Using the Big Dipper to Find North

March 30, 2012


Finding north using the stars

For centuries, sailors navigated throughout the world using only the stars to guide them. Armed with only a sextant, they found their way through the Mediterranean Sea and even across the Atlantic Ocean with great accuracy.

Although the sextant has long sense been replaced with more modern technologies such as Global Positioning Systems (GPSs), we can still look to the stars for direction in a pinch.

The Big Dipper

In ancient times, men looked to the evening skies regularly. They observed that some stars appeared to form the basic outline of something recognizable: a lion, a fish, a swan. One of the most easily recognizable outlines is the Big Dipper.

As it’s name implies, it looks looks like, well, a large dipper used to scoop water from a barrel. Technically, the Big Dipper isn’t a constellation. It’s a asterism, an easily identifiable part of a larger constellation. In this case Ursa Major, also known as the Big Bear.

Like all heavenly bodies, the stars that make up the Big Dipper appear to rotate across the night sky. At different times of the year and evening, the Big Dipper will be at different locations. Sometimes it’s visible; at other times it’s below the horizon relative to us.

Finding Direction

Identifying the Big Dipper, if it’s visible, allows to you to easily find Polaris, the North Star. Simply trace a line between the last to stars of the “cup” of the Big Dipper. Follow that line approximately 4 and 1/2 times the distance between the two stars and there you’ll find the North Star.

The North Star is sometimes called the Pole Star because it is located in line with the axis on which the Earth rotates. This means that no matter the time of night, the Pole Star can be found directly above the North Pole. It’s the only star in the sky that doesn’t appear to move as the night passes.

Using the Big Dipper to find north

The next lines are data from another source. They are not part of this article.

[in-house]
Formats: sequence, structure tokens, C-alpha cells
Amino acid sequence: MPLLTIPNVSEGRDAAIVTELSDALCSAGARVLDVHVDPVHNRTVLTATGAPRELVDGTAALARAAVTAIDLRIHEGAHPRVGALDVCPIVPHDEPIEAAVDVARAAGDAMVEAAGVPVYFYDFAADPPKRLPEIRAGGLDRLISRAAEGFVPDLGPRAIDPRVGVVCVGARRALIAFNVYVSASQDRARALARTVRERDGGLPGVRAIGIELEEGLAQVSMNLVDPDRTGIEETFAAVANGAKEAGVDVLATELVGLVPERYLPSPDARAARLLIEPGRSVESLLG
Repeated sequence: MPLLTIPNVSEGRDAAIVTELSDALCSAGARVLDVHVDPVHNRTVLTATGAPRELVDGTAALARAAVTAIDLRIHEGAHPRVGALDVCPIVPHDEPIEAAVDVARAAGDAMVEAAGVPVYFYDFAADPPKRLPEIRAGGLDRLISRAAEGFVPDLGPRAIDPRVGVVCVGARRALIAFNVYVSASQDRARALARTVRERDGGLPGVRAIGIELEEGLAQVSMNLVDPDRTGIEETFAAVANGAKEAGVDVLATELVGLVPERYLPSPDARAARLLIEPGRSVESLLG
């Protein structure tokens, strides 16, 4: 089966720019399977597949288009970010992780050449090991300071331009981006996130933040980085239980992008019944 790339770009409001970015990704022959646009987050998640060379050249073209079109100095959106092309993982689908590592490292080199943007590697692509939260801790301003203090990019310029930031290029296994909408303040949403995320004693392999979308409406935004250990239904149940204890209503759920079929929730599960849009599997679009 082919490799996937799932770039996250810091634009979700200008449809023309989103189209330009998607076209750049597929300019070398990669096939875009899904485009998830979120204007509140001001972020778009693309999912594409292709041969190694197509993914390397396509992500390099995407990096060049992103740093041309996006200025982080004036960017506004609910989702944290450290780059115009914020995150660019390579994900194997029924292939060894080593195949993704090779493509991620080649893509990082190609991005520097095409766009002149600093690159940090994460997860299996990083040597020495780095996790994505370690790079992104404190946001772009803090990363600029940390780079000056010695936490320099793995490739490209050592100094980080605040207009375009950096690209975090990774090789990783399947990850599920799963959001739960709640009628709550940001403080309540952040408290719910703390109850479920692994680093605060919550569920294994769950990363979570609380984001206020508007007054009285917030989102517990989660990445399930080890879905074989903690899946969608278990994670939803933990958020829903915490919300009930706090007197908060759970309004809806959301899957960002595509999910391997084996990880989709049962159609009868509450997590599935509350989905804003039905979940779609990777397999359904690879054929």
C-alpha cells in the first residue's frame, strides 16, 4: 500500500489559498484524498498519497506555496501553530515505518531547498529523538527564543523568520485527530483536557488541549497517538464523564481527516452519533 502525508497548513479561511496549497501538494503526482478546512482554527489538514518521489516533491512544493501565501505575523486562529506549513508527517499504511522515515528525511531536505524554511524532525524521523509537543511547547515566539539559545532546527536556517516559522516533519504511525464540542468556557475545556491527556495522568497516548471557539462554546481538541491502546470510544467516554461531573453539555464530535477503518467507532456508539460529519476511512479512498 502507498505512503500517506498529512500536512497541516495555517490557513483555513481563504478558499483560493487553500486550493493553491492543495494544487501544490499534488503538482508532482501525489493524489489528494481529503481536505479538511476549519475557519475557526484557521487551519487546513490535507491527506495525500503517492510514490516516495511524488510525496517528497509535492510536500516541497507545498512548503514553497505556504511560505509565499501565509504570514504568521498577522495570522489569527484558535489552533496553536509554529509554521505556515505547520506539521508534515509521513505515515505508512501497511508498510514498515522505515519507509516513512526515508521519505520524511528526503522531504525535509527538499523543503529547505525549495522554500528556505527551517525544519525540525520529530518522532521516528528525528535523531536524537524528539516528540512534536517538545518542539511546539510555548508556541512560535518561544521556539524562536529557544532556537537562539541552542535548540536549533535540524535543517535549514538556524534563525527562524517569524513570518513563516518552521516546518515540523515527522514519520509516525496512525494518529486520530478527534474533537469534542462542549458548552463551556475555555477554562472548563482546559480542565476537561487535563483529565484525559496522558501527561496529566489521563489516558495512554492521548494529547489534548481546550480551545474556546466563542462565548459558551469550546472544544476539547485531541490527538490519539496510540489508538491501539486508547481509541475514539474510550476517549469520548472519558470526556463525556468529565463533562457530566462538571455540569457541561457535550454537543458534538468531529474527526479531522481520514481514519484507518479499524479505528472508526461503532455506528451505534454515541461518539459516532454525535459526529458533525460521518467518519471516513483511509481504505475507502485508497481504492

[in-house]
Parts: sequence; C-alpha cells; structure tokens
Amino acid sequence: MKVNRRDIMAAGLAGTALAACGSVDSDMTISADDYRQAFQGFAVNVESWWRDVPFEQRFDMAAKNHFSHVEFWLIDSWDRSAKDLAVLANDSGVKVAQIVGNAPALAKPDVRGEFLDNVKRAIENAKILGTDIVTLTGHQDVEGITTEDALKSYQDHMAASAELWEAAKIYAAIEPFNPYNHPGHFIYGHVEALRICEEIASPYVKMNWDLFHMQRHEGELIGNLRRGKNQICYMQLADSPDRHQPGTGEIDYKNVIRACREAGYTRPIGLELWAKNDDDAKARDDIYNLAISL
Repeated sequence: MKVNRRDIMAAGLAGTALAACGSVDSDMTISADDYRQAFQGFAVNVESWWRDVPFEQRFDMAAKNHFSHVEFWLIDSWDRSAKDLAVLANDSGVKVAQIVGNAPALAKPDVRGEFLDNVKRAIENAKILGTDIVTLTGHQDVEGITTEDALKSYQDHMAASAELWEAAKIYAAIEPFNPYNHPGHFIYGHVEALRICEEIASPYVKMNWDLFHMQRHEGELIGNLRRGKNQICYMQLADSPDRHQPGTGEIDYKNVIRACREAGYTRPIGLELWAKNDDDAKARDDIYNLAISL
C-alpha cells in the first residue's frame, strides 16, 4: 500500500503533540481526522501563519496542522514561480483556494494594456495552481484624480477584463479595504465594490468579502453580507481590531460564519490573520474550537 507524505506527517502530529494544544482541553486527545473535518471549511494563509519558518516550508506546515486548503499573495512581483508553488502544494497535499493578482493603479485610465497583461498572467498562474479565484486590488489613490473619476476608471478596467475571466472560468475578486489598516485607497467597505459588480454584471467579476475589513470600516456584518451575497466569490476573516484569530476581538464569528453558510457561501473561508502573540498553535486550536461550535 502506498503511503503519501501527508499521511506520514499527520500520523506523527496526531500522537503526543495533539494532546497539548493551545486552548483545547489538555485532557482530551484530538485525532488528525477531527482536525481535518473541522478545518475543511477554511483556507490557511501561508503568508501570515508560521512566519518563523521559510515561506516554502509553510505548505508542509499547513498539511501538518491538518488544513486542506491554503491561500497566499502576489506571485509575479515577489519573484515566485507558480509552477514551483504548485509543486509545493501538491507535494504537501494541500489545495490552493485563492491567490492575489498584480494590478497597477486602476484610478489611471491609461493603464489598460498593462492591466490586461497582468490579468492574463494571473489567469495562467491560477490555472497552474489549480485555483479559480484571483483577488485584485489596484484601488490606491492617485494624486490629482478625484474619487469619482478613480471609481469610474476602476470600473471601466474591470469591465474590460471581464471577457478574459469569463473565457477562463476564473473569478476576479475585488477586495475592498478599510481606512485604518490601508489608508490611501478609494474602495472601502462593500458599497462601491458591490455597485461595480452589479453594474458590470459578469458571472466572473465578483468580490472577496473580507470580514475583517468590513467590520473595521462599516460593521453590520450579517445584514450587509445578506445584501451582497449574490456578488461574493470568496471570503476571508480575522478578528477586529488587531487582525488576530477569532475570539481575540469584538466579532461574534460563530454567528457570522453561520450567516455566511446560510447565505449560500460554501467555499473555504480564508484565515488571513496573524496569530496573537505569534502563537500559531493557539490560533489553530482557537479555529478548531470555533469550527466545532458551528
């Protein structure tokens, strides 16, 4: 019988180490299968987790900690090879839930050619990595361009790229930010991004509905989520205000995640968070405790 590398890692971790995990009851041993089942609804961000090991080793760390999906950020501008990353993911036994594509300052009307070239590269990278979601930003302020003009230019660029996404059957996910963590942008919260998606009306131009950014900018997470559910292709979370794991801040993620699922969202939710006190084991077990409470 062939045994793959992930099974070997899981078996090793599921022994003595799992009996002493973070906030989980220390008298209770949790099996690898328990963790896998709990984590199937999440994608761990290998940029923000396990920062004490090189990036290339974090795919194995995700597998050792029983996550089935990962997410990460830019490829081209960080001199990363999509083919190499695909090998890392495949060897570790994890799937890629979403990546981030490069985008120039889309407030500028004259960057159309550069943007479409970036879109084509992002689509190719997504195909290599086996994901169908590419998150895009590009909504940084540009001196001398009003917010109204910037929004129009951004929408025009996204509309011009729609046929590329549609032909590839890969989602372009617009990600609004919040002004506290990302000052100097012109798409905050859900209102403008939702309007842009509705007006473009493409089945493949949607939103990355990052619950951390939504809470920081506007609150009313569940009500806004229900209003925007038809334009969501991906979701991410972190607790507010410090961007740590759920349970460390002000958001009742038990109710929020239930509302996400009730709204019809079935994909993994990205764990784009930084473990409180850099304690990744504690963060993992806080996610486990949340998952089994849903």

One really nice thing about the Big Dipper is that it is found almost directly opposite Cassiopeia, another constellation that may be used to locate Polaris. Due the rotation of the Earth, one if not both of these tell-tale constellations may be seen above the horizon, unless of course it’s a cloudy night.

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8 Comments on “Using the Big Dipper to Find North”

  1. poormansprepper Says:

    Silly question for you,

    I know that there is the big and the littel dipper, how do you know that you are looking at the right one….say on an evening were there is spotty clouds cover and you might not see both together…

    I hope that this question makes sense



    • Joe Says:

      What a great question, PoormansPrepper!

      The following web site shows both the Big Dipper and the Little Dipper. You’ll notice that the Big Dipper has a more pronounced bend in the handle of the dipper whereas the Little Dipper is more curved in its handle.

      To my eye, the Big Dipper is the most easily recognizable of the two.




    • Andrew G. Plourde Says:

      The Big Dipper is larger than the Little Dipper, and its stars are brighter. In fact, often the only stars visible in the Little Dipper are the North Star and the two at the far end of the dipper, Pherkab and Kochab. So don’t get hung up trying to make out each star of the Little Dipper. The only one you’re interested in is Polaris. And the only reason you’re interested in the Big Dipper is so you can use the pointer stars to find Polaris.

      Andrew Gee


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